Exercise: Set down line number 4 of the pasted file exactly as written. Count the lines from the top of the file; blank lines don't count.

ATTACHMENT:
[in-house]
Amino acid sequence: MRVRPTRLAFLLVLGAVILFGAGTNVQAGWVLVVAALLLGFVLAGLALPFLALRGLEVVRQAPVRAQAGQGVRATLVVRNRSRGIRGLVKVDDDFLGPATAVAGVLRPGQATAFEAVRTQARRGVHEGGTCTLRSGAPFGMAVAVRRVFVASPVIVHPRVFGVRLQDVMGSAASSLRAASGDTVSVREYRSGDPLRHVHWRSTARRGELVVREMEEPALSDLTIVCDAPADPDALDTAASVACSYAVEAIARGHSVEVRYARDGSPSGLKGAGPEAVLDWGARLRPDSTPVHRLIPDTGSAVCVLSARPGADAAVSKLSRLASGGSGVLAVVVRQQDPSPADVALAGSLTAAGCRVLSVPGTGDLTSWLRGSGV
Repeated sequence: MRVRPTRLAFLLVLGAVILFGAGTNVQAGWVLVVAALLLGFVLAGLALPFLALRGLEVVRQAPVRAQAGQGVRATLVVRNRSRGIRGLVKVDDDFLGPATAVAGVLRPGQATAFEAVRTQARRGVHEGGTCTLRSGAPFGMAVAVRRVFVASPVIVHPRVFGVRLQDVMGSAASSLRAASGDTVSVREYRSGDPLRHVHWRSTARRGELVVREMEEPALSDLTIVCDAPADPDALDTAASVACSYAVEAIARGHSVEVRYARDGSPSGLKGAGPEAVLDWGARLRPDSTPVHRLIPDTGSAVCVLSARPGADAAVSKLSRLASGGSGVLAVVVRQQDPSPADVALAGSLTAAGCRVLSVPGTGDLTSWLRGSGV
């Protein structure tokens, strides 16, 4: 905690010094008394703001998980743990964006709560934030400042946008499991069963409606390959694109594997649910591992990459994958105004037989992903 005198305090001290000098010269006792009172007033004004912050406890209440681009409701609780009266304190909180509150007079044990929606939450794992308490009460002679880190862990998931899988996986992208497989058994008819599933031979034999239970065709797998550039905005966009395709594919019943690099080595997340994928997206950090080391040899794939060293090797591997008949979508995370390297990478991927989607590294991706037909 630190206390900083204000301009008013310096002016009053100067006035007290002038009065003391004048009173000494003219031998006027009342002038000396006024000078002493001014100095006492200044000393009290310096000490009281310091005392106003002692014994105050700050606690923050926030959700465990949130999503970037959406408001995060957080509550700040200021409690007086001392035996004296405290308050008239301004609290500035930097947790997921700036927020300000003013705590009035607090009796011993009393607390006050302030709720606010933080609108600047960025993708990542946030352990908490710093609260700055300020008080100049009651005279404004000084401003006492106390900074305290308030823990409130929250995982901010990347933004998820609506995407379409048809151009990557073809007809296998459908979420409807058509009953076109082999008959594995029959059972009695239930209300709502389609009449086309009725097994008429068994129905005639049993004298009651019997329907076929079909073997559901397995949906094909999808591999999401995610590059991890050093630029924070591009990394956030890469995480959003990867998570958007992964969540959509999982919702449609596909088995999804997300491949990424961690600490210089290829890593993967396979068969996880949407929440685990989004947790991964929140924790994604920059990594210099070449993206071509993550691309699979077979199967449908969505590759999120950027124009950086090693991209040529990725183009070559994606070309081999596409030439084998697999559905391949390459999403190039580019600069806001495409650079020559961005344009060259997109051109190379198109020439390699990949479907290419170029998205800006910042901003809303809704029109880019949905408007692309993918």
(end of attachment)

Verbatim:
């Protein structure tokens, strides 16, 4: 905690010094008394703001998980743990964006709560934030400042946008499991069963409606390959694109594997649910591992990459994958105004037989992903 005198305090001290000098010269006792009172007033004004912050406890209440681009409701609780009266304190909180509150007079044990929606939450794992308490009460002679880190862990998931899988996986992208497989058994008819599933031979034999239970065709797998550039905005966009395709594919019943690099080595997340994928997206950090080391040899794939060293090797591997008949979508995370390297990478991927989607590294991706037909 630190206390900083204000301009008013310096002016009053100067006035007290002038009065003391004048009173000494003219031998006027009342002038000396006024000078002493001014100095006492200044000393009290310096000490009281310091005392106003002692014994105050700050606690923050926030959700465990949130999503970037959406408001995060957080509550700040200021409690007086001392035996004296405290308050008239301004609290500035930097947790997921700036927020300000003013705590009035607090009796011993009393607390006050302030709720606010933080609108600047960025993708990542946030352990908490710093609260700055300020008080100049009651005279404004000084401003006492106390900074305290308030823990409130929250995982901010990347933004998820609506995407379409048809151009990557073809007809296998459908979420409807058509009953076109082999008959594995029959059972009695239930209300709502389609009449086309009725097994008429068994129905005639049993004298009651019997329907076929079909073997559901397995949906094909999808591999999401995610590059991890050093630029924070591009990394956030890469995480959003990867998570958007992964969540959509999982919702449609596909088995999804997300491949990424961690600490210089290829890593993967396979068969996880949407929440685990989004947790991964929140924790994604920059990594210099070449993206071509993550691309699979077979199967449908969505590759999120950027124009950086090693991209040529990725183009070559994606070309081999596409030439084998697999559905391949390459999403190039580019600069806001495409650079020559961005344009060259997109051109190379198109020439390699990949479907290419170029998205800006910042901003809303809704029109880019949905408007692309993918």